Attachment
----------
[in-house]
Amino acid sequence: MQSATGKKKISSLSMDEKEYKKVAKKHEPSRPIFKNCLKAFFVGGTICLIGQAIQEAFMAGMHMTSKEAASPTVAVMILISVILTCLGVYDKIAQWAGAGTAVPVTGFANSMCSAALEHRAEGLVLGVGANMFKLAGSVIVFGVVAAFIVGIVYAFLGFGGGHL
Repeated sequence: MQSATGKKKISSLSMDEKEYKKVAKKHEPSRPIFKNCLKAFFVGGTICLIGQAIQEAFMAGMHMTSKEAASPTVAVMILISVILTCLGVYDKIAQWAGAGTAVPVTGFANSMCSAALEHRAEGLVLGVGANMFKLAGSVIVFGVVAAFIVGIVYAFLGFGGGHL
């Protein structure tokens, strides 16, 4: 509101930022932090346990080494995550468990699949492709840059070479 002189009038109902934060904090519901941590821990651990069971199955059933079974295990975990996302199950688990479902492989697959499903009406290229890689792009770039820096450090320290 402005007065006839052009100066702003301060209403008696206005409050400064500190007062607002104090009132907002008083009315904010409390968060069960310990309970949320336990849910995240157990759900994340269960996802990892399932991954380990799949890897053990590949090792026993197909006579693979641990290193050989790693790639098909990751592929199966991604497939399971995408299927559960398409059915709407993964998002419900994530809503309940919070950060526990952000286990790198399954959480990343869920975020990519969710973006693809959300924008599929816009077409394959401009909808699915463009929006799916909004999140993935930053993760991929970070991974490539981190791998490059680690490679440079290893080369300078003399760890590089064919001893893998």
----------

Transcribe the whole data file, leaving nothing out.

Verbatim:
[in-house]
Amino acid sequence: MQSATGKKKISSLSMDEKEYKKVAKKHEPSRPIFKNCLKAFFVGGTICLIGQAIQEAFMAGMHMTSKEAASPTVAVMILISVILTCLGVYDKIAQWAGAGTAVPVTGFANSMCSAALEHRAEGLVLGVGANMFKLAGSVIVFGVVAAFIVGIVYAFLGFGGGHL
Repeated sequence: MQSATGKKKISSLSMDEKEYKKVAKKHEPSRPIFKNCLKAFFVGGTICLIGQAIQEAFMAGMHMTSKEAASPTVAVMILISVILTCLGVYDKIAQWAGAGTAVPVTGFANSMCSAALEHRAEGLVLGVGANMFKLAGSVIVFGVVAAFIVGIVYAFLGFGGGHL
């Protein structure tokens, strides 16, 4: 509101930022932090346990080494995550468990699949492709840059070479 002189009038109902934060904090519901941590821990651990069971199955059933079974295990975990996302199950688990479902492989697959499903009406290229890689792009770039820096450090320290 402005007065006839052009100066702003301060209403008696206005409050400064500190007062607002104090009132907002008083009315904010409390968060069960310990309970949320336990849910995240157990759900994340269960996802990892399932991954380990799949890897053990590949090792026993197909006579693979641990290193050989790693790639098909990751592929199966991604497939399971995408299927559960398409059915709407993964998002419900994530809503309940919070950060526990952000286990790198399954959480990343869920975020990519969710973006693809959300924008599929816009077409394959401009909808699915463009929006799916909004999140993935930053993760991929970070991974490539981190791998490059680690490679440079290893080369300078003399760890590089064919001893893998």